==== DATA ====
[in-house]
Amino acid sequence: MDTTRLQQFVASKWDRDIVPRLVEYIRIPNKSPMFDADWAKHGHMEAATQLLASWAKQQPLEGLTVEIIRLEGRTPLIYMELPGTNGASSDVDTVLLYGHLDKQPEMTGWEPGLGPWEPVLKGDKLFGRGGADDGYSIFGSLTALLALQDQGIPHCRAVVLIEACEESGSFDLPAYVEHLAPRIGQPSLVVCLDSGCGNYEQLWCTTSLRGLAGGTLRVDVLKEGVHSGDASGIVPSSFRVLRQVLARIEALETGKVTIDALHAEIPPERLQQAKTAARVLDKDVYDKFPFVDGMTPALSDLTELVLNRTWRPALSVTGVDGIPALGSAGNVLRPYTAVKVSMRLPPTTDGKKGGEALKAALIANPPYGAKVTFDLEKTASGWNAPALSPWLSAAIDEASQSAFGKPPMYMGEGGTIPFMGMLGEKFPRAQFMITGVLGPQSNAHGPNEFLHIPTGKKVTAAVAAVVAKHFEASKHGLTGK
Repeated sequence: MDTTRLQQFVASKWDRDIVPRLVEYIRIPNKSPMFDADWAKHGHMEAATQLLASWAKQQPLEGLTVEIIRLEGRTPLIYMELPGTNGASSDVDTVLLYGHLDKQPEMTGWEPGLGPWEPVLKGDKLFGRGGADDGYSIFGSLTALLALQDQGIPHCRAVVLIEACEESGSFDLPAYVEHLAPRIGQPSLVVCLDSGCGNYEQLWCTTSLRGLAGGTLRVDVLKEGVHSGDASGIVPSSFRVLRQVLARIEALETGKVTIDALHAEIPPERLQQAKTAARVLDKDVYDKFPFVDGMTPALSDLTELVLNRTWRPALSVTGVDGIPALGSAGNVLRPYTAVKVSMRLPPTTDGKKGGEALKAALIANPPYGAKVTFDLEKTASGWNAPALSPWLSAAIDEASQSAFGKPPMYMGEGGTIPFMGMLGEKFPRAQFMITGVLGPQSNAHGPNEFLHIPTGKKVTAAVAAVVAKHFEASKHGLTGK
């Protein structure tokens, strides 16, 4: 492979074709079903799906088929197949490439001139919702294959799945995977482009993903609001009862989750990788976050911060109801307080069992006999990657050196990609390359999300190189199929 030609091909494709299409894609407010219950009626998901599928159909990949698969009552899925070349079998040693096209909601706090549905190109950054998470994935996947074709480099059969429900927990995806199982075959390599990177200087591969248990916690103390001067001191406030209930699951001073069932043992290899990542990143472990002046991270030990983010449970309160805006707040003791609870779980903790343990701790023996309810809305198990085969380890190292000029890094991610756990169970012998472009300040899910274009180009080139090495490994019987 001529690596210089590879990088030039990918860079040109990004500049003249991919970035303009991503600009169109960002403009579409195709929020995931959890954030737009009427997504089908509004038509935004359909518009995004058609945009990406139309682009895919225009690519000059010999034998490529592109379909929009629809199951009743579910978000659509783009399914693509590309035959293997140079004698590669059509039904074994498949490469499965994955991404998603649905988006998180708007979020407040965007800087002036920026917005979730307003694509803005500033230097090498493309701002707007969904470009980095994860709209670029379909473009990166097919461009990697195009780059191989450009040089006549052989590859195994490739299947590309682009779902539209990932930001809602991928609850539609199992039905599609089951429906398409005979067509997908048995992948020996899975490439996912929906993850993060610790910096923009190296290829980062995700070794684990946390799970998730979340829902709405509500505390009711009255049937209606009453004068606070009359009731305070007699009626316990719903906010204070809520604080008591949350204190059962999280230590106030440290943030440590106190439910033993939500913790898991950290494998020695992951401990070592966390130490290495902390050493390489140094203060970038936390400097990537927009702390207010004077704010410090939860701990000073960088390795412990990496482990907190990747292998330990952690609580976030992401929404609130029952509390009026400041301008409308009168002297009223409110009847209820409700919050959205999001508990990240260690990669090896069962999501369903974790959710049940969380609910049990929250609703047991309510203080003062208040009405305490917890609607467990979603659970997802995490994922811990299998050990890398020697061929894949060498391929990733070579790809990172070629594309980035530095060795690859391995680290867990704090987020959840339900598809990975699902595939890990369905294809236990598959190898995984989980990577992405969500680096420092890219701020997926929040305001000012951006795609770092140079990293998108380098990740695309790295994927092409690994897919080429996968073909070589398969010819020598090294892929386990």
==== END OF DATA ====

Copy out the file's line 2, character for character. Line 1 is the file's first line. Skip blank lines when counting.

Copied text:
Amino acid sequence: MDTTRLQQFVASKWDRDIVPRLVEYIRIPNKSPMFDADWAKHGHMEAATQLLASWAKQQPLEGLTVEIIRLEGRTPLIYMELPGTNGASSDVDTVLLYGHLDKQPEMTGWEPGLGPWEPVLKGDKLFGRGGADDGYSIFGSLTALLALQDQGIPHCRAVVLIEACEESGSFDLPAYVEHLAPRIGQPSLVVCLDSGCGNYEQLWCTTSLRGLAGGTLRVDVLKEGVHSGDASGIVPSSFRVLRQVLARIEALETGKVTIDALHAEIPPERLQQAKTAARVLDKDVYDKFPFVDGMTPALSDLTELVLNRTWRPALSVTGVDGIPALGSAGNVLRPYTAVKVSMRLPPTTDGKKGGEALKAALIANPPYGAKVTFDLEKTASGWNAPALSPWLSAAIDEASQSAFGKPPMYMGEGGTIPFMGMLGEKFPRAQFMITGVLGPQSNAHGPNEFLHIPTGKKVTAAVAAVVAKHFEASKHGLTGK